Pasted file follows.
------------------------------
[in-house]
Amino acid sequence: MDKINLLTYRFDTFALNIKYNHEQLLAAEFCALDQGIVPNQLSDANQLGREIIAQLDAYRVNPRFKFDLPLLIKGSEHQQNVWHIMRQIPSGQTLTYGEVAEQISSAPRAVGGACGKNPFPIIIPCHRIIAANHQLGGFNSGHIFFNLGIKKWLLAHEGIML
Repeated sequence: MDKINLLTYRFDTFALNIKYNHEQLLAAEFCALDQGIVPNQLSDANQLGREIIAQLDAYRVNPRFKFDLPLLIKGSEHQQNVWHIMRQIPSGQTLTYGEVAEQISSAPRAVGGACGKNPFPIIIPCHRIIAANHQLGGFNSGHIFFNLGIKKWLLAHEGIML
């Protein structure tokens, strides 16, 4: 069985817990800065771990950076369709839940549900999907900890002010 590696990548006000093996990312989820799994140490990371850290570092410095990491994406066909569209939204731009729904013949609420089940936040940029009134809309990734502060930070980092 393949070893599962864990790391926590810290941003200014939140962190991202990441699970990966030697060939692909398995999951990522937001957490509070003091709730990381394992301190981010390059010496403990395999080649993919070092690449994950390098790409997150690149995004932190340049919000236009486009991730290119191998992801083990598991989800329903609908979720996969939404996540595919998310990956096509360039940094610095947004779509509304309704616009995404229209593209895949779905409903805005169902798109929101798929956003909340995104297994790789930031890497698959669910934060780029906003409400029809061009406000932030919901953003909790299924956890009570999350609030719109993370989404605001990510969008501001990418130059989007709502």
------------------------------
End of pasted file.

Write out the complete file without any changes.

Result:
[in-house]
Amino acid sequence: MDKINLLTYRFDTFALNIKYNHEQLLAAEFCALDQGIVPNQLSDANQLGREIIAQLDAYRVNPRFKFDLPLLIKGSEHQQNVWHIMRQIPSGQTLTYGEVAEQISSAPRAVGGACGKNPFPIIIPCHRIIAANHQLGGFNSGHIFFNLGIKKWLLAHEGIML
Repeated sequence: MDKINLLTYRFDTFALNIKYNHEQLLAAEFCALDQGIVPNQLSDANQLGREIIAQLDAYRVNPRFKFDLPLLIKGSEHQQNVWHIMRQIPSGQTLTYGEVAEQISSAPRAVGGACGKNPFPIIIPCHRIIAANHQLGGFNSGHIFFNLGIKKWLLAHEGIML
């Protein structure tokens, strides 16, 4: 069985817990800065771990950076369709839940549900999907900890002010 590696990548006000093996990312989820799994140490990371850290570092410095990491994406066909569209939204731009729904013949609420089940936040940029009134809309990734502060930070980092 393949070893599962864990790391926590810290941003200014939140962190991202990441699970990966030697060939692909398995999951990522937001957490509070003091709730990381394992301190981010390059010496403990395999080649993919070092690449994950390098790409997150690149995004932190340049919000236009486009991730290119191998992801083990598991989800329903609908979720996969939404996540595919998310990956096509360039940094610095947004779509509304309704616009995404229209593209895949779905409903805005169902798109929101798929956003909340995104297994790789930031890497698959669910934060780029906003409400029809061009406000932030919901953003909790299924956890009570999350609030719109993370989404605001990510969008501001990418130059989007709502």